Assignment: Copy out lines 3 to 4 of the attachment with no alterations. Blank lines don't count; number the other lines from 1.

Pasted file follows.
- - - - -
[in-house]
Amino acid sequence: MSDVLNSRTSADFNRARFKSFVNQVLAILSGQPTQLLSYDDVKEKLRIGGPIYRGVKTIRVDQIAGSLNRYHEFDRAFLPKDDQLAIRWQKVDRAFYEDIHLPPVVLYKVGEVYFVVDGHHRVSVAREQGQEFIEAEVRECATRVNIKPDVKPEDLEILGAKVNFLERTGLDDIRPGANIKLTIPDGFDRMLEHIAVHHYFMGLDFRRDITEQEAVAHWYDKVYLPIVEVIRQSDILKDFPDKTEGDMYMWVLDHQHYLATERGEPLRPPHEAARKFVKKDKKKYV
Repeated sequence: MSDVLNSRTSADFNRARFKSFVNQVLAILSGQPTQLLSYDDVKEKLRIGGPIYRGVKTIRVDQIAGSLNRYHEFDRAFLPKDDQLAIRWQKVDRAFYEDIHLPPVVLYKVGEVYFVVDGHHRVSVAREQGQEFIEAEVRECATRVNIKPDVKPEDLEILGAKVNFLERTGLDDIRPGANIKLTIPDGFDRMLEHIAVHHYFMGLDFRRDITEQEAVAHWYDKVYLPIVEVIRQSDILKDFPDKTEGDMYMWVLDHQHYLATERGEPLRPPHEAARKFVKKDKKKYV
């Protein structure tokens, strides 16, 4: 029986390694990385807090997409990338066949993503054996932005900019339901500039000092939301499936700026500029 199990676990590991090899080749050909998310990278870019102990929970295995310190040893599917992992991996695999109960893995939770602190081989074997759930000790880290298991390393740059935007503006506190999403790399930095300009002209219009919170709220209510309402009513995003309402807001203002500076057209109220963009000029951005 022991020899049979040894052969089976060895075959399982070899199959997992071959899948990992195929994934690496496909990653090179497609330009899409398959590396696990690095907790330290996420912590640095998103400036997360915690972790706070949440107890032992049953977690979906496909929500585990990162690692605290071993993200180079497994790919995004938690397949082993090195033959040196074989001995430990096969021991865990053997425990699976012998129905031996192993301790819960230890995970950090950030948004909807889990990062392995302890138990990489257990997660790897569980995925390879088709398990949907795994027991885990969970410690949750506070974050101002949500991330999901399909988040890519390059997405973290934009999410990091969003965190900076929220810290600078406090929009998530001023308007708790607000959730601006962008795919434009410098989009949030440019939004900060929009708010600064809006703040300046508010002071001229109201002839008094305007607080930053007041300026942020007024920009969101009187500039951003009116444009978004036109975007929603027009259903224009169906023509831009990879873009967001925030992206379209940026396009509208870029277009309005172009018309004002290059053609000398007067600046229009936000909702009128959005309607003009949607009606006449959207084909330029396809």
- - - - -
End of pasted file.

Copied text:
Repeated sequence: MSDVLNSRTSADFNRARFKSFVNQVLAILSGQPTQLLSYDDVKEKLRIGGPIYRGVKTIRVDQIAGSLNRYHEFDRAFLPKDDQLAIRWQKVDRAFYEDIHLPPVVLYKVGEVYFVVDGHHRVSVAREQGQEFIEAEVRECATRVNIKPDVKPEDLEILGAKVNFLERTGLDDIRPGANIKLTIPDGFDRMLEHIAVHHYFMGLDFRRDITEQEAVAHWYDKVYLPIVEVIRQSDILKDFPDKTEGDMYMWVLDHQHYLATERGEPLRPPHEAARKFVKKDKKKYV
């Protein structure tokens, strides 16, 4: 029986390694990385807090997409990338066949993503054996932005900019339901500039000092939301499936700026500029 199990676990590991090899080749050909998310990278870019102990929970295995310190040893599917992992991996695999109960893995939770602190081989074997759930000790880290298991390393740059935007503006506190999403790399930095300009002209219009919170709220209510309402009513995003309402807001203002500076057209109220963009000029951005 022991020899049979040894052969089976060895075959399982070899199959997992071959899948990992195929994934690496496909990653090179497609330009899409398959590396696990690095907790330290996420912590640095998103400036997360915690972790706070949440107890032992049953977690979906496909929500585990990162690692605290071993993200180079497994790919995004938690397949082993090195033959040196074989001995430990096969021991865990053997425990699976012998129905031996192993301790819960230890995970950090950030948004909807889990990062392995302890138990990489257990997660790897569980995925390879088709398990949907795994027991885990969970410690949750506070974050101002949500991330999901399909988040890519390059997405973290934009999410990091969003965190900076929220810290600078406090929009998530001023308007708790607000959730601006962008795919434009410098989009949030440019939004900060929009708010600064809006703040300046508010002071001229109201002839008094305007607080930053007041300026942020007024920009969101009187500039951003009116444009978004036109975007929603027009259903224009169906023509831009990879873009967001925030992206379209940026396009509208870029277009309005172009018309004002290059053609000398007067600046229009936000909702009128959005309607003009949607009606006449959207084909330029396809």